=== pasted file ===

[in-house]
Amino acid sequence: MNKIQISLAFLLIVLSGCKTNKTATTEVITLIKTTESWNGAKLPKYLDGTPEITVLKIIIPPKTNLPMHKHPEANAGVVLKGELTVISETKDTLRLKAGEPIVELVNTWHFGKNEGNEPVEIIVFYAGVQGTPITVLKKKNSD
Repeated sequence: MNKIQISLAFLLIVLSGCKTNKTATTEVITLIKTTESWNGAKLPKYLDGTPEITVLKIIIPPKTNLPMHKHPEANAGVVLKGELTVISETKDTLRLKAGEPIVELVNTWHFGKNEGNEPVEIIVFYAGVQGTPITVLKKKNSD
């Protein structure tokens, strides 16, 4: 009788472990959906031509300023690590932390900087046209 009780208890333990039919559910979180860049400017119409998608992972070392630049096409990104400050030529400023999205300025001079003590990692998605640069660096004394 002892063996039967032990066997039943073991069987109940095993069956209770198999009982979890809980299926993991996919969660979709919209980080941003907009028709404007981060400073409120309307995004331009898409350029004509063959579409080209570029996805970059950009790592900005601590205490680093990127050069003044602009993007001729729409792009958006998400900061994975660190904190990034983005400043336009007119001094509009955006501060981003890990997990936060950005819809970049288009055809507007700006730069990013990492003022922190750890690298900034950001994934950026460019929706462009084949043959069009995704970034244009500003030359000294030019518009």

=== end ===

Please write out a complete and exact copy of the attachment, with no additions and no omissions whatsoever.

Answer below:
[in-house]
Amino acid sequence: MNKIQISLAFLLIVLSGCKTNKTATTEVITLIKTTESWNGAKLPKYLDGTPEITVLKIIIPPKTNLPMHKHPEANAGVVLKGELTVISETKDTLRLKAGEPIVELVNTWHFGKNEGNEPVEIIVFYAGVQGTPITVLKKKNSD
Repeated sequence: MNKIQISLAFLLIVLSGCKTNKTATTEVITLIKTTESWNGAKLPKYLDGTPEITVLKIIIPPKTNLPMHKHPEANAGVVLKGELTVISETKDTLRLKAGEPIVELVNTWHFGKNEGNEPVEIIVFYAGVQGTPITVLKKKNSD
């Protein structure tokens, strides 16, 4: 009788472990959906031509300023690590932390900087046209 009780208890333990039919559910979180860049400017119409998608992972070392630049096409990104400050030529400023999205300025001079003590990692998605640069660096004394 002892063996039967032990066997039943073991069987109940095993069956209770198999009982979890809980299926993991996919969660979709919209980080941003907009028709404007981060400073409120309307995004331009898409350029004509063959579409080209570029996805970059950009790592900005601590205490680093990127050069003044602009993007001729729409792009958006998400900061994975660190904190990034983005400043336009007119001094509009955006501060981003890990997990936060950005819809970049288009055809507007700006730069990013990492003022922190750890690298900034950001994934950026460019929706462009084949043959069009995704970034244009500003030359000294030019518009």